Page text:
UC And Cal State Systems To Require COVID-19 Vaccinations For In-Person Fall Classes
The California State University and University of California systems announced on Thursday that all 33 campuses will require students and staff returning for in-person instruction this fall to be fully vaccinated against COVID-19.
The new directive will go into effect once the Food and Drug Administration gives "full approval" to a COVID-19 vaccine. The Pfizer-BioNTech and Moderna shots currently going into people's arms only have an Emergency Use Authorization.
CSU Chancellor Joseph Castro said the two higher education systems enroll and employ more than 1 million students and employees, and called the directive "the most comprehensive and consequential university plan for COVID-19 vaccines in the country."
"Receiving a vaccine for the virus that causes COVID-19 is a key step people can take to protect themselves, their friends and family, and our campus communities while helping bring the pandemic to an end," said Dr. Michael Drake, president of the University of California, in the joint statement.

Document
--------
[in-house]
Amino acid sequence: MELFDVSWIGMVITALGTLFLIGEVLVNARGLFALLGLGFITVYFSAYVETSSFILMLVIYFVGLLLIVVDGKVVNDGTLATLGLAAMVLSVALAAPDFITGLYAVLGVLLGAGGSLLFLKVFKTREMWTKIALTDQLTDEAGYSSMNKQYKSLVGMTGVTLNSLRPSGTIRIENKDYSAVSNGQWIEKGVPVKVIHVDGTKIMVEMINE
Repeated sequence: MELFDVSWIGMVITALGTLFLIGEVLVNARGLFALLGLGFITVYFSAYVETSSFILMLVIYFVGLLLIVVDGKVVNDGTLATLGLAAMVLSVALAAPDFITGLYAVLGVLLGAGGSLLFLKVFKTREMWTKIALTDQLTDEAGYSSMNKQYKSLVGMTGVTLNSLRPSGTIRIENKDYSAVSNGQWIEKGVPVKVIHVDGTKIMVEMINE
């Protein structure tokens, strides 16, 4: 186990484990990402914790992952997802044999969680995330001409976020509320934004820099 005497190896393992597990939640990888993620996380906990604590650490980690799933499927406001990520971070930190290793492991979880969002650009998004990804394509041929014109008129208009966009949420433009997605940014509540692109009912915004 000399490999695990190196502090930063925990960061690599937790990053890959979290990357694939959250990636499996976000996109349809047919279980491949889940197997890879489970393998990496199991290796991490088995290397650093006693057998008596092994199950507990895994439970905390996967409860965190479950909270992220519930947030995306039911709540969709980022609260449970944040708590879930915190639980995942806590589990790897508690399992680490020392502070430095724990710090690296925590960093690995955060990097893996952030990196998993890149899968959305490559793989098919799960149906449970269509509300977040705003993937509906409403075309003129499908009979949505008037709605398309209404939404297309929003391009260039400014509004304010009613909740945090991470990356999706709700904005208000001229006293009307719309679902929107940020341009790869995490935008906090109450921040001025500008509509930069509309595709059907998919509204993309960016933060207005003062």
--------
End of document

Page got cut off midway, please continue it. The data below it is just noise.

The university leaders said the timing of the announcement is intended to give students, faculty and other staff ample time to obtain vaccinations before the start of the fall term. Both UC and Cal State have said schools are preparing for mostly in-person instruction and activities this fall.
Students will be required to update immunization documents with their respective universities as they do with other infectious diseases, including measles, mumps, rubella and chickenpox. Medical exemptions or approved exceptions will have to be cleared prior to campus arrival, according to the latest notice.
Universities across the country have been facing similar decisions as they plan to resume in-person instruction and vaccine availability has become more widespread. As of April 19, all states in the U.S. are offering vaccinations to people ages 16 and up.
Copyright 2021 NPR. To see more, visit https://www.npr.org.